- Tuesday, October 17, 2006, noon to 1 p.m.
- Tread of Pioneers Museum, 800 Oak St., Steamboat Springs
Steamboat Springs Violinist Benny Kim will bring his fervent style of playing the violin to Steamboat Springs next week.
During a concert at St. Paul's Episcopal Church, Kim will perform selections from Bach, Saint-Saens and Piazzolla. He will be joined by pianist Anne Epperson.
Kim said attendees should expect to hear a high-energy concert.
"The first piece is Bach, and the second piece is a very romantic sonata where you will be able to hear what makes my style of playing different, with tremendous amounts of energy and passion involved," he said. "But Bach's basic style prohibits someone from getting overly involved."
The last two pieces Kim will perform are tangos.
"Tango music is very passionate and very romantic, but very restrained also," he said. "You can't go too crazy in the tango."
Kim, who is an associate professor of violin at the University of Missouri-Kansas City Conservatory of Music, teaches his students how to get into the character of the music.
Kim plays as many characters as there are moods in the music he performs.
"That's how I float from one second to the next," Kim said. "I have to feel and communicate that. If I sit there playing the same way the whole time, it's going to suck."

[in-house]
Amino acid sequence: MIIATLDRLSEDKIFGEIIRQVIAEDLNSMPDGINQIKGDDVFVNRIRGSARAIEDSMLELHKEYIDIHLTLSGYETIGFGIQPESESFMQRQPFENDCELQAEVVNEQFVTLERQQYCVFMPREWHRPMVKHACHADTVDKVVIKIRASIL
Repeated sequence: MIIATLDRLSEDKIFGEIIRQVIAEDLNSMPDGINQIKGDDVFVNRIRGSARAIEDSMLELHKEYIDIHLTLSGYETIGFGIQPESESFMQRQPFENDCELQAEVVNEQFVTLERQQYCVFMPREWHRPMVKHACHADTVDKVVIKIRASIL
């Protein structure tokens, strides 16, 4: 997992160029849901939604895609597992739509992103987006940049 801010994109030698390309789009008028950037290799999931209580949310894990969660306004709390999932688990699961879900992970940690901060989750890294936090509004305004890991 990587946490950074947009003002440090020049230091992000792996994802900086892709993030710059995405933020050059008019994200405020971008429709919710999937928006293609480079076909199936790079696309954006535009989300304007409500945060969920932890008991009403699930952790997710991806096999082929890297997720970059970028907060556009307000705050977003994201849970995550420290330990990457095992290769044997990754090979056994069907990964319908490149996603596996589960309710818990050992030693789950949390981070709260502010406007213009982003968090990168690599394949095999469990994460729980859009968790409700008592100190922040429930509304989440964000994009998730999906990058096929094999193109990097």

Kim has performed on five continents and in more than 20 countries, but he's curtailed his travel schedule in recent years.
"I did a ton of traveling," he said. "But then you get old and get tired and get comfortable."
Kim spends a lot of his time playing golf, and he finds many correlations between the sport and music.
"They both require a tremendous amount of discipline and dedication and repetition," he said. "There is a certain amount of creativity involved in golf and violin, and I use golf analogies when teaching."
Kim learned to play the violin in fifth grade.
"I took to it really well even though I hated to practice. Practicing is the means to an end," he said. "I love the music, but at some point you just want to get out there and play. It's not unlike an athlete."
Kim practices three to six hours a day when he is preparing for a concert.
When performing, he said his sole purpose is to communicate the composer's content and what they have to say to an audience.
"Otherwise there is nothing for music to do," he said. "I love the whole process of introducing and reintroducing music to an audience that is really great. And I interpret it as much as I can and communicate as much energy as possible."
- To reach Allison Plean, call 871-4204
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